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We get our puppies from mills

runzelkorn/ShutterstockIf we sell puppies, chances are they came from a puppy mill, even if we say our animals come from “USDA-certified” breeders. (USDA standards are minimal, and the department rarely cites violations, according to a 2010 review by its Office of Inspector General.) About half of the 2 million puppies bred in mills are sold in pet stores, according to the Humane Society of the United States.

Accidents happen

bluedog-studio/ShutterstockAnimals do escape. When our juvenile ball python got out, it took us five hours to find it and coax it back into its cage­—while the store was open. Of course, we didn’t announce that over a loudspeaker to our customers.

Go to the vet right away

gpointstudio/ShutterstockDon’t be surprised if the pet we sold you has parasites, a respiratory infection, or a more serious disease. Animals often won’t show symptoms until you get them home. Many states have “lemon laws” to protect owners, and some stores have warranties or return policies. So it’s a good idea to get your animal checked out by a vet right away.

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Don't use our vets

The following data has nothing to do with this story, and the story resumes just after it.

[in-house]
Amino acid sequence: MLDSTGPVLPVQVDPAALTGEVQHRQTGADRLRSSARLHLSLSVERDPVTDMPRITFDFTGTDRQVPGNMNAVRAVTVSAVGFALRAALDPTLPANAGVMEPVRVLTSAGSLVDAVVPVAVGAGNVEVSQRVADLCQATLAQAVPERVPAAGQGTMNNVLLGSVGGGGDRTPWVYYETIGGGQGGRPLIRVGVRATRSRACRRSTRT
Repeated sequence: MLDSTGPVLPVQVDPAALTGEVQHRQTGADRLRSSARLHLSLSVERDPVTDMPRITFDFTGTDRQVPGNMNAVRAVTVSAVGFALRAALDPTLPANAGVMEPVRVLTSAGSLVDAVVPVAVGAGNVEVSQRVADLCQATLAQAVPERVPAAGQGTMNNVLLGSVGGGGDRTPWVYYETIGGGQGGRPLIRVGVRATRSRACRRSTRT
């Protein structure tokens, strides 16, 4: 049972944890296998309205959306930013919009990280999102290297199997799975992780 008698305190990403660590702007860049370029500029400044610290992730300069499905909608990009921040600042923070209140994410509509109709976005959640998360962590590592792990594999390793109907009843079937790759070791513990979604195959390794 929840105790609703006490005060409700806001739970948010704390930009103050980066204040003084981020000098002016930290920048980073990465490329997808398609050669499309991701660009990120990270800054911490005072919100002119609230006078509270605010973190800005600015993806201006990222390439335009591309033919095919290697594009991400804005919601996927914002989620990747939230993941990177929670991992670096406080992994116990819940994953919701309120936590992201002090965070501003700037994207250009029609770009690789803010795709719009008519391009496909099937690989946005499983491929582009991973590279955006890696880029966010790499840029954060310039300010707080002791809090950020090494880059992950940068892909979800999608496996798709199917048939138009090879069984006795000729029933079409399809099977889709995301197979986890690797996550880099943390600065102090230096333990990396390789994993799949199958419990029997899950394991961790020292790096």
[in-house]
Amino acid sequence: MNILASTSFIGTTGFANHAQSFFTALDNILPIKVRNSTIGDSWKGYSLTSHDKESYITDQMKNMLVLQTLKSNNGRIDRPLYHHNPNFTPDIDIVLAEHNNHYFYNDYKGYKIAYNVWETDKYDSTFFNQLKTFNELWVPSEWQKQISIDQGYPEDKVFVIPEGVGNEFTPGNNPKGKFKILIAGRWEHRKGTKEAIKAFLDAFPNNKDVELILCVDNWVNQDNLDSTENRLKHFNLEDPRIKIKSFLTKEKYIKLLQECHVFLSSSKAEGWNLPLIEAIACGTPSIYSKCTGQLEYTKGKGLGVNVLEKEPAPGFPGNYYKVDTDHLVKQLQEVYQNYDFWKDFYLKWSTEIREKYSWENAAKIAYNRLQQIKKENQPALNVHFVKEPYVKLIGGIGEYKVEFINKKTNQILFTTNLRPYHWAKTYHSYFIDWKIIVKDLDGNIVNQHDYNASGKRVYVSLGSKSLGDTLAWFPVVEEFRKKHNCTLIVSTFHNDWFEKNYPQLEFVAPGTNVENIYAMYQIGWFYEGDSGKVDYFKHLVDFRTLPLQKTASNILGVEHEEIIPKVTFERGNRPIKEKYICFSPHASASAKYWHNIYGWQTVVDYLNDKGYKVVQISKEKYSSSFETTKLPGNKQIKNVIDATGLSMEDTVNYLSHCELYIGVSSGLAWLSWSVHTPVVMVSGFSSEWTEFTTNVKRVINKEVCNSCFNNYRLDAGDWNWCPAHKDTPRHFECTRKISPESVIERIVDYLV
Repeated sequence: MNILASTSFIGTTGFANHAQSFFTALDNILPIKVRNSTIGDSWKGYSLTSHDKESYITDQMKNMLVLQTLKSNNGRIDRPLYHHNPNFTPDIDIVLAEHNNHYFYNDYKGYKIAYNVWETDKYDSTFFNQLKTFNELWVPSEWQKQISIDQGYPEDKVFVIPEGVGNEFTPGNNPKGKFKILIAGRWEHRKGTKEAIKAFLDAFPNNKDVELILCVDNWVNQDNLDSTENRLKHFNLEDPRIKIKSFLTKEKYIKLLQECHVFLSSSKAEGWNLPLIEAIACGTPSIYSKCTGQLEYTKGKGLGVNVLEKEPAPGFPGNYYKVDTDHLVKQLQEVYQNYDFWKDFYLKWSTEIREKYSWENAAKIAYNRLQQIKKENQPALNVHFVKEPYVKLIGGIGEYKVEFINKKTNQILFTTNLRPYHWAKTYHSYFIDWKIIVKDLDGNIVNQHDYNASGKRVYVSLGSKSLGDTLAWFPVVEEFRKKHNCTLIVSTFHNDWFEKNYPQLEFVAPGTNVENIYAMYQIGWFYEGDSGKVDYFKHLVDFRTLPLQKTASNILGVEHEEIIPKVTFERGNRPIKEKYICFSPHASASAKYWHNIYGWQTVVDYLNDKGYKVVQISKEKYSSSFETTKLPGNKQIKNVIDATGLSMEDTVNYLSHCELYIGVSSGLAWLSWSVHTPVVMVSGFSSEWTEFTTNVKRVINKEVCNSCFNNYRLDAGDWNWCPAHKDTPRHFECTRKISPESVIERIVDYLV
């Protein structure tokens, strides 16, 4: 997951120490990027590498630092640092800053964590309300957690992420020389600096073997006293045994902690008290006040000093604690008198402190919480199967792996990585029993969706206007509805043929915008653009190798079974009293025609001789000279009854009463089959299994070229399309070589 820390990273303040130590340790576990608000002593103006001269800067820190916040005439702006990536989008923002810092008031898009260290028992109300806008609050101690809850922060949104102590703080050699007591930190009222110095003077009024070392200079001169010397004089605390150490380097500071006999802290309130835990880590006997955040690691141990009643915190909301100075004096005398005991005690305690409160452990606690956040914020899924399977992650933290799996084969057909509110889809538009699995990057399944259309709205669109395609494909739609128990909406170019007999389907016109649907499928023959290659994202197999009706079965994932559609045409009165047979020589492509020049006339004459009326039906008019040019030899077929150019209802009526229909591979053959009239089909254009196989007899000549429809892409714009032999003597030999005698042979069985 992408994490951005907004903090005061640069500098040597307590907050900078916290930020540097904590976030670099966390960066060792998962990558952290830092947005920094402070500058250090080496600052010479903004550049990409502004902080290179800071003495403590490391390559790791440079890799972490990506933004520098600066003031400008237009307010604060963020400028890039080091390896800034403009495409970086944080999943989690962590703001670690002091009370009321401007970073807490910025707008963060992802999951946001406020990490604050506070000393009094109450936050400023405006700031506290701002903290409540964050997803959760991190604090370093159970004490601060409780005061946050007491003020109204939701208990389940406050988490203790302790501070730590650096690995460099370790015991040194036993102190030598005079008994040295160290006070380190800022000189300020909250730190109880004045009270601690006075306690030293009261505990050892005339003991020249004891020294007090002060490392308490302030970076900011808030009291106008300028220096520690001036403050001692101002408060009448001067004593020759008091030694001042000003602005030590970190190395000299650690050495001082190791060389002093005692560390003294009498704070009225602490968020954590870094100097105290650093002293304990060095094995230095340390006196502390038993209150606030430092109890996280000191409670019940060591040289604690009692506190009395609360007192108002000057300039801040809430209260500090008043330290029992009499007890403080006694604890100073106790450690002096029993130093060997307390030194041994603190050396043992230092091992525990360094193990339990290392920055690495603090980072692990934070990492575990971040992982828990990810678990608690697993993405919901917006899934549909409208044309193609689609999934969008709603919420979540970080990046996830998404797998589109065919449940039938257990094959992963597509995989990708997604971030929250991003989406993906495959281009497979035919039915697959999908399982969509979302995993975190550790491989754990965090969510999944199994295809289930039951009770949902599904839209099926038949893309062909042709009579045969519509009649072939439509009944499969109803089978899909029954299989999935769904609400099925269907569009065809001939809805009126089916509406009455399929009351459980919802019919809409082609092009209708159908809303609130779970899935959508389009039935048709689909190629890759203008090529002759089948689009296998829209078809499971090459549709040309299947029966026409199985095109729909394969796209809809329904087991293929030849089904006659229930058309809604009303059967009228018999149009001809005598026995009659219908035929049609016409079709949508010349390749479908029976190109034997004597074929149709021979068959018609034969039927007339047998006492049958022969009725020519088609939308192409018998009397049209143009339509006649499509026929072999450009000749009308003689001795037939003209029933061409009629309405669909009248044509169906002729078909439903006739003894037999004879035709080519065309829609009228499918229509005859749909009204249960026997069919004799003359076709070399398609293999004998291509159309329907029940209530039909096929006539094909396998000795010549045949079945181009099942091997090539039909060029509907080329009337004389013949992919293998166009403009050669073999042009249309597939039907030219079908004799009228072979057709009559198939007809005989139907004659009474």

gpointstudio/ShutterstockMany vets who are contracted to work with pet stores may be hesitant to point out health issues because they don’t want to lose business from the store. They agree to work with pet stores because they know it guarantees them a stream of business. Be wary of stores' “preferred vet” or offers for free vet visits.

We have to meet sales goals

Florin-Patrunjel/ShutterstockOur employees might tell you that this animal is the sweetest or that one is the most playful, but keep in mind there’s a lot of turnover and most stores have weekly or monthly sales goals. Take what the staff says with a grain of salt, and interact with the animal yourself.

Buy in bulk

Tyler-Olson/ShutterstockWant to save money on food or bedding? Ask us for a bulk discount. Some of us will give you a deal, especially if you’re a regular.

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Rats are friendly